In a show of backbencher strength, NDP MP Sheila Malcolmson could become the first MP in history to force her colleagues in the House of Commons into a secret ballot to save a piece of legislation.

Malcolmson plans to appeal directly to House of Commons Speaker Geoff Regan today hoping he'll let her private members' bill to establish a national strategy on abandoned vessels proceed to debate.

The bill, first introduced in 2016 and then updated last spring, was deemed earlier this month to be "non-votable" by the House of Commons procedural committee because it deals with the same issue now being dealt with by a government bill.

That legislation, C-64, was introduced by Transport Minister Marc Garneau in October, more than six months after Malcolmson's bill. Although they both deal with abandoned vessels the bills are not identical.

In order to ensure all private members' bills are eligible to be considered by the House of Commons they go through a review process. Malcolmson's bill didn't survive that process, with the Liberals on the House procedural committee deeming it to be non-votable and the NDP and Conservative MPs voting to allow it to proceed.

In the past this has been the end of the line for legislation but Malcolmson and the NDP have found a 14-year-old rule introduced to give backbenchers more power. It has never before been used.

1 Conservative, 1 Liberal needed 

Under the rule a sponsor can appeal a non-votable ruling from a committee to the entire House of Commons. All Malcolmson needs is the backing of five other MPs who represent a majority of parties in the House.

In Malcolmson's case that means she needs at least one Conservative or one Liberal. She would not say yet who is with her but told The Canadian Press on Friday she has the requirements and will file the appeal with Regan as early as today.

If Regan believes she has the requirements in place, he will hold a vote by secret ballot. That could make it impossible for the Liberals to whip the vote and ensure Malcolmson's legislation doesn't proceed.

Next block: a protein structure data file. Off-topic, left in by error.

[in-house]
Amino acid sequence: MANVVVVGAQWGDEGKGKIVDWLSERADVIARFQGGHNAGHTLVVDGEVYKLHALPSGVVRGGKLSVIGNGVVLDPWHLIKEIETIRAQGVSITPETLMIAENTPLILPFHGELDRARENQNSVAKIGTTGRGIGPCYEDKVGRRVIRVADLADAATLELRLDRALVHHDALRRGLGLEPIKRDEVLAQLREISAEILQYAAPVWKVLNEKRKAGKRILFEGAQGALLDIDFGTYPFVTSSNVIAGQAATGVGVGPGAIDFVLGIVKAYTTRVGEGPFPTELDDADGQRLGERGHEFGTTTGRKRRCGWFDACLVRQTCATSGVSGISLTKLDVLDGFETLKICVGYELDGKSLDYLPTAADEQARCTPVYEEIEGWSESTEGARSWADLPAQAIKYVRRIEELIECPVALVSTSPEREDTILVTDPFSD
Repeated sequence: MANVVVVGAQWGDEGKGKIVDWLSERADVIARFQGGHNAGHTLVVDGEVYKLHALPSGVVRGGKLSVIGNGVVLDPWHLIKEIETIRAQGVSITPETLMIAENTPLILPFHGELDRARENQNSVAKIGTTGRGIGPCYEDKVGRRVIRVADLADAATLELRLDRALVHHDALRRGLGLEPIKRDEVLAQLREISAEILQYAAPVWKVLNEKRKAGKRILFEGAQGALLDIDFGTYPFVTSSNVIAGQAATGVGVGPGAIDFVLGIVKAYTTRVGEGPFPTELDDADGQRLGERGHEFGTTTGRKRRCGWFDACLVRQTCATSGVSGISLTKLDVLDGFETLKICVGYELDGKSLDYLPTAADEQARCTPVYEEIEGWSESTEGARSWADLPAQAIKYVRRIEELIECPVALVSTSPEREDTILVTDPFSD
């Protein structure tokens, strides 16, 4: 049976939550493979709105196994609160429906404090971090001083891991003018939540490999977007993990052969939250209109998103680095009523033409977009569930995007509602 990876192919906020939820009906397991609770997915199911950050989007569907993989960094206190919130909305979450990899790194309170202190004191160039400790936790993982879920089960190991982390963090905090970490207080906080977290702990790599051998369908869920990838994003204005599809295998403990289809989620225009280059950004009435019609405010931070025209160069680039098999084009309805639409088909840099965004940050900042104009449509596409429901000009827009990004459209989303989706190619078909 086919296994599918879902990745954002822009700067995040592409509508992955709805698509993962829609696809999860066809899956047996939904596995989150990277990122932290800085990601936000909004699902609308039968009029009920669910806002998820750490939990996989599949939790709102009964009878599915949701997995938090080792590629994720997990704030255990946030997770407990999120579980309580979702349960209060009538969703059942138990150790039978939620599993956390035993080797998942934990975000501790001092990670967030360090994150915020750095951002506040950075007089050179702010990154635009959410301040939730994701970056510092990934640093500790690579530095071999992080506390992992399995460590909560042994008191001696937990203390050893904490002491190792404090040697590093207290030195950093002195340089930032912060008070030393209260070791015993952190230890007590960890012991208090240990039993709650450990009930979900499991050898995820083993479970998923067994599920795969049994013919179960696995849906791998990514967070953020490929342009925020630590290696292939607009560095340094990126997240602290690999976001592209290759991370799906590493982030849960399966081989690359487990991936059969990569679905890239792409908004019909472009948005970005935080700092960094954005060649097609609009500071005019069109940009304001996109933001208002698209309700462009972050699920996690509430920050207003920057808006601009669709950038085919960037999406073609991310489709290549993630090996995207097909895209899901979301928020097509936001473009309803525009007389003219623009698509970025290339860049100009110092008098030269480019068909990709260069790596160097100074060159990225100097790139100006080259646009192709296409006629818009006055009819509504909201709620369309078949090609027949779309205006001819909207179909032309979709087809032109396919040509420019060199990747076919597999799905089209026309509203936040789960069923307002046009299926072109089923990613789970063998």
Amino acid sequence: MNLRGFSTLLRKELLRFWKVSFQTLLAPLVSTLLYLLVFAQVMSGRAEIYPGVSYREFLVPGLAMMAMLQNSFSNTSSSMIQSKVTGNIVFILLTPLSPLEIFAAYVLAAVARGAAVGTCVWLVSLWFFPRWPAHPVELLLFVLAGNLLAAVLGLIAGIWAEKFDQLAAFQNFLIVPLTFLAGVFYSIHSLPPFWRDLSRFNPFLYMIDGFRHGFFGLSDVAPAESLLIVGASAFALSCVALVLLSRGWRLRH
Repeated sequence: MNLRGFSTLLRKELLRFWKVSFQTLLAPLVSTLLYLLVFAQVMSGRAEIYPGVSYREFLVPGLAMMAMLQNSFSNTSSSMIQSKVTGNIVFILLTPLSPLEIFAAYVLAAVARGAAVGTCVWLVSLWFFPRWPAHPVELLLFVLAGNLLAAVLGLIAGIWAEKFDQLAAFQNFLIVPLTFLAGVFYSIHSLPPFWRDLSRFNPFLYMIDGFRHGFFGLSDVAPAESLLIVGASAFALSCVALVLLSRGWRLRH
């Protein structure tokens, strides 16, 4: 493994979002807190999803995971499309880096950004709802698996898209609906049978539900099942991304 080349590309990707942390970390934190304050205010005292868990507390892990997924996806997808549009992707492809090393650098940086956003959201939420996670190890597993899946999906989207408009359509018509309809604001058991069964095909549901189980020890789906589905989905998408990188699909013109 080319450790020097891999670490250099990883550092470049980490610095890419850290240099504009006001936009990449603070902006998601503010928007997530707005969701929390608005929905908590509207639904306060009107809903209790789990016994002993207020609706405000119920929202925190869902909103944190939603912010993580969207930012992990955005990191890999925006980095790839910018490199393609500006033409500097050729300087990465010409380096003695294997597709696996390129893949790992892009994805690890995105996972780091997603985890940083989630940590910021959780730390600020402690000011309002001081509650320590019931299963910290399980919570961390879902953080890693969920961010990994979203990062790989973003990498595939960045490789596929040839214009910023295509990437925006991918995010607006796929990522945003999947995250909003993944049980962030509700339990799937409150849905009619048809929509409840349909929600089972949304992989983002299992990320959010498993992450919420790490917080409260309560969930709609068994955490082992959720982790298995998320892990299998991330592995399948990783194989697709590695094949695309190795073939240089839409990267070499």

Malcolmson says her bill and Garneau's can complement each other and that not letting her bill proceed is wrong.

"They are not in conflict," she said.

Sheila Malcolmson

Nanaimo—Ladysmith MP Sheila Malcolmson's bill, first introduced in 2016 and then updated last spring, was deemed earlier this month to be "non-votable" by the House of Commons procedural committee because it deals with the same issue now being dealt with by a government bill. (Twitter)

Her legislation calls for regulations to be established regarding the removal and disposal of abandoned vessels and the development of a national strategy on the matter. It would also require the Canadian Coast Guard to become the single point of contact when dealing with the need to have an abandoned vessel removed.

Garneau's bill implements an international convention seeking to establish uniform rules for getting abandoned ships out of international waters, and makes it illegal to abandon a ship in Canadian waters. It adds penalties for those who do and gives the government more power to go after those who abandon their ships.

Malcolmson said because the two bills are not identical, but somewhat complementary, the House committee erred when it listened to advice from the House administration that her bill be deemed non-votable.

A spokesman for Garneau said last week the biggest difference between the two bills is that where Malcolmson's calls for the creation of a national strategy on abandoned vessels, Garneau's bill is the national strategy.

Malcolmson argued before the committee that Garneau's bill does not use that term.

She also said the elements of her bill were developed in concert with municipal leaders across the country who are dealing with this problem every day, and that it has the endorsement of more than 50 local governments.

It's estimated there are more than 600 derelict vessels — ranging from giant commercial ships to small recreational boats — already polluting Canadian waterways. It's not illegal to abandon them and the government has a hard time even tracing these abandoned boats to their owners.